On Monday, Gloucester will welcome the arrival of the first of three wind turbines to our city.
Monday’s turbine is owned and operated by Varian (now Applied Materials). The additional turbines being delivered over the next three weeks begins the final phase of the city’s Power Purchase Agreement (PPA) process that will elevate the city into a leading statewide role in terms of being powered by renewable energy.
This moment has come thanks to a citywide energy strategy developed over a number of years, with input from many in the community and the professional sector. Through a public/private partnership with Equity Industrial Partners, Gloucester taxpayers will finally capitalize on the wind resources of Cape Ann and enjoy financial benefits for decades to come.
Two turbines located at the Gloucester Engineering property owned by Equity Industrial Partners in Blackburn Industrial Park will generate energy credits, which will be used to cover Gloucester’s municipal electricity needs. In the process, the city conservatively anticipates saving $450,000 per year in energy costs. The city also will receive payments from the private operator of the turbines, starting at $40,000 per year with annual increases for the duration of the 25-year agreement. All told, city taxpayers will save a minimum of $11 million.
That’s not all the PPA does. By committing to have 100 percent of the city’s electricity powered through renewable energy tax credits tied to the new wind turbines, taxpayers are assured of energy pricing stability in the marketplace for the next 25 years.
By entering into a public/private partnership, we are also able to move forward with a clean energy project without incurring any capital costs that would impact our borrowing. We also do not incur any maintenance or operating costs associated with the turbines.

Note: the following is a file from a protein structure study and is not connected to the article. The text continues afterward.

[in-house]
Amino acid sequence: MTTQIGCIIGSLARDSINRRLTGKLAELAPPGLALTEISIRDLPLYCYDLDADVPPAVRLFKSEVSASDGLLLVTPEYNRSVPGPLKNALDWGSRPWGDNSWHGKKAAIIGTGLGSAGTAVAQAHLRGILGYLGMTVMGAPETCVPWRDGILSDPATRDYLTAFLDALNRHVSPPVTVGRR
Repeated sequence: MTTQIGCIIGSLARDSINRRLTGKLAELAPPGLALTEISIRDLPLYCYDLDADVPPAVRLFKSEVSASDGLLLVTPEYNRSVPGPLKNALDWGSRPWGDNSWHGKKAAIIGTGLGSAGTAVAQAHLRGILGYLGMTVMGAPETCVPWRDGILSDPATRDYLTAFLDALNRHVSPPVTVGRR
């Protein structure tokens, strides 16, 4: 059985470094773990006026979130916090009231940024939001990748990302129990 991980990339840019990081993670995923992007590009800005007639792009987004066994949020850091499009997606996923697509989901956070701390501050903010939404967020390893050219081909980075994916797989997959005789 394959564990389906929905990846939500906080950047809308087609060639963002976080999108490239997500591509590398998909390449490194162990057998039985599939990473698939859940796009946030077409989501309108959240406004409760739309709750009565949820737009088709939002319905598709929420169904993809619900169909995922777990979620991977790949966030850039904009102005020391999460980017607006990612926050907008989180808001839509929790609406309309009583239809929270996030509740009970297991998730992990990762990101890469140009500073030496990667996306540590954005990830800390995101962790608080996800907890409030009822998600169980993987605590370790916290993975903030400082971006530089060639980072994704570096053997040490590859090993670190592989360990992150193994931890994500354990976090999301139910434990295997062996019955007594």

With the private sector assuming all upfront costs, our expenses have been limited to staff time and obtaining paid advice from expert lawyers in the field who helped us craft the agreement. The PPA is also a winner for private sector partner Equity Industrial Turbines (EIT) LLC because they can take advantage of federal power production tax credits.
In making this PPA become a reality, the city owes a debt of gratitude to many people, including the Clean Energy Commission (Tom Balf, Linda Brayton, Jill Buchanan, Sam Cleaves, John Moskal, Linda Stout-Sanders, Candace Wheeler), staff members Jim Duggan, Suzanne Egan, Jeff Towne, Gregg Cademartori, and outside professionals who guided us through the process.
Gloucester’s ability to develop a program that reduces energy costs at city-owned facilities promotes clean energy and efficiency. The example for our children we are setting along with the reduced greenhouse gas will provide tangible benefits for this generation and many more to come.
Later this month, MassEnergy will be honoring the city along with our private partner with an energy award at their 30th annual meeting.
We also want everyone to share in the historic moment. Once the blades are offloaded and at the Gloucester Engineering site, we will host a “blade signing” ceremony in early November – a cool event for a progressive city such as ours.
Carolyn Kirk is the mayor of Gloucester.